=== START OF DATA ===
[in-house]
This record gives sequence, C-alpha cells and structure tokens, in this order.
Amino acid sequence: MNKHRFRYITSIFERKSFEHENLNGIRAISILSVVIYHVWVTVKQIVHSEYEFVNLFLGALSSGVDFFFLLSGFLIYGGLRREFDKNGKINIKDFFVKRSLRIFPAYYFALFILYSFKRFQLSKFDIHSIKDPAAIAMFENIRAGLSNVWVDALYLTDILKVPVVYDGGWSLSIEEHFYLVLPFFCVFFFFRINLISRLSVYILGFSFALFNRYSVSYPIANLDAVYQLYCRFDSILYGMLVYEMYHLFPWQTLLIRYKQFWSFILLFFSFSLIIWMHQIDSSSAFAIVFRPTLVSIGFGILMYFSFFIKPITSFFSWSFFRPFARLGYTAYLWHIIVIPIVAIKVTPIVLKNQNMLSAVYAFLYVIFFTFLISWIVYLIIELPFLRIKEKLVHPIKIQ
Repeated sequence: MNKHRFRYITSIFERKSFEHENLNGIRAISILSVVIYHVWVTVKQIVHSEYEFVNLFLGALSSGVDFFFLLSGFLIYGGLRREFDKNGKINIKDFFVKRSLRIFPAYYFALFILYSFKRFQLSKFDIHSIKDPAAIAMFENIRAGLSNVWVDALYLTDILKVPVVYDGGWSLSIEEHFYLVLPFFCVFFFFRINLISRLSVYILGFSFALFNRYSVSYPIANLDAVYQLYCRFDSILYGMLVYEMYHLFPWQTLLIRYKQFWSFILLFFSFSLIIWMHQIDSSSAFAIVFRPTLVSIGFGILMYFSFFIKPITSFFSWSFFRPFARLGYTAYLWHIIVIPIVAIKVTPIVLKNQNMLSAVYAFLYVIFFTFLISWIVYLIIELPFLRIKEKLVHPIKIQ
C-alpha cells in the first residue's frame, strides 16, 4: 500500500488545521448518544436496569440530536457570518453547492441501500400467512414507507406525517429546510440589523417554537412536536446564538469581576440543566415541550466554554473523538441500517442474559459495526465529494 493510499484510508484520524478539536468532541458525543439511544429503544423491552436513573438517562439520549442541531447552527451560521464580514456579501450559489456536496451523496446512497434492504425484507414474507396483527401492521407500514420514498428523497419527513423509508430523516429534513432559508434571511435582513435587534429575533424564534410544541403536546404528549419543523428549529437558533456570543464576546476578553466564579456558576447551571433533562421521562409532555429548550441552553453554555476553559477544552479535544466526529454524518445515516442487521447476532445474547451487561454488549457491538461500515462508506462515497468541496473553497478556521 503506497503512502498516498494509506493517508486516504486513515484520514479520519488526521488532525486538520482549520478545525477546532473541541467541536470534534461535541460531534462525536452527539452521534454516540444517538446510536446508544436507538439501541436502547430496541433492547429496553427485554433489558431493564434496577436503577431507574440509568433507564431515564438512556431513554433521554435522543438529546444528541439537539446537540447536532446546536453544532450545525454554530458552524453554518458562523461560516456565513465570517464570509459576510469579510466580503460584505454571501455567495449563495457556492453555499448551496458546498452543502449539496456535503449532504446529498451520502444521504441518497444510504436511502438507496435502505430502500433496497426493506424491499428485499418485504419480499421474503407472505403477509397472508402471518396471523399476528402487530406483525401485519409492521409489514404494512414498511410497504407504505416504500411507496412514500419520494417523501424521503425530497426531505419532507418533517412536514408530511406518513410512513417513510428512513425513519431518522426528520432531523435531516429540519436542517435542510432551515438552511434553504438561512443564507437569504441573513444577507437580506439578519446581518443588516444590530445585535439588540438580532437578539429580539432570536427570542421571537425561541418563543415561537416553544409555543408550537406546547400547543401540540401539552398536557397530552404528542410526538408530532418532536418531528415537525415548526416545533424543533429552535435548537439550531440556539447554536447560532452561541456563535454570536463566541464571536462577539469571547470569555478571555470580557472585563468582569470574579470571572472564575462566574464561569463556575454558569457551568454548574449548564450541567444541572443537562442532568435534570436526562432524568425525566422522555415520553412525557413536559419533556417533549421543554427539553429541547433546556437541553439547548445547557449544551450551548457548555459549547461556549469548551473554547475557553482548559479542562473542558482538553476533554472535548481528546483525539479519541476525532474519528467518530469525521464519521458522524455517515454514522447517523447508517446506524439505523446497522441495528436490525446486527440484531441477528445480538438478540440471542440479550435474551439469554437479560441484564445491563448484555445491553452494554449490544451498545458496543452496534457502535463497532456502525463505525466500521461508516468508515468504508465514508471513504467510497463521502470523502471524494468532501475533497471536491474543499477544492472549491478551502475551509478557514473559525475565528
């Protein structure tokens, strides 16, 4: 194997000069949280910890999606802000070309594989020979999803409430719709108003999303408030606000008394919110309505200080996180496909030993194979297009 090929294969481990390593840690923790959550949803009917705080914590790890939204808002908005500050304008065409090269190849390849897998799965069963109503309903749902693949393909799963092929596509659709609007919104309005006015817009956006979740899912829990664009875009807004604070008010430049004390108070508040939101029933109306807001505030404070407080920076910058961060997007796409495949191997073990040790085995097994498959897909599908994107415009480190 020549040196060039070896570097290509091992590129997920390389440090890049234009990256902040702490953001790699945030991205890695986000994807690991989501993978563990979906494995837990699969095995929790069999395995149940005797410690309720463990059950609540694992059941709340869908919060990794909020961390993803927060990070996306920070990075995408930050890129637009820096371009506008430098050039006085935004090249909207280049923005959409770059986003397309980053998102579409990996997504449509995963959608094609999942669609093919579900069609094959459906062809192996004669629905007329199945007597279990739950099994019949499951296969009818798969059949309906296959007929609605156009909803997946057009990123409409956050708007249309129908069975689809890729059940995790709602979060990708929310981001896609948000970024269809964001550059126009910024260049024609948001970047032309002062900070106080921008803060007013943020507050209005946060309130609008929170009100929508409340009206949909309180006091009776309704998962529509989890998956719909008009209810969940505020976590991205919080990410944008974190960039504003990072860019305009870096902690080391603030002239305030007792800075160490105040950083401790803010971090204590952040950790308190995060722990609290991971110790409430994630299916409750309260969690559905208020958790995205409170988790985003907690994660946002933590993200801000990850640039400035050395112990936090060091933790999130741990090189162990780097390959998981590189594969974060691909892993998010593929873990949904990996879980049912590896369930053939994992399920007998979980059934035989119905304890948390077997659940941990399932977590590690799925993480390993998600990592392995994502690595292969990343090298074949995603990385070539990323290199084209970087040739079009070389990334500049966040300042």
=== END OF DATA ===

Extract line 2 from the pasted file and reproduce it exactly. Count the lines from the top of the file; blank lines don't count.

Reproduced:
This record gives sequence, C-alpha cells and structure tokens, in this order.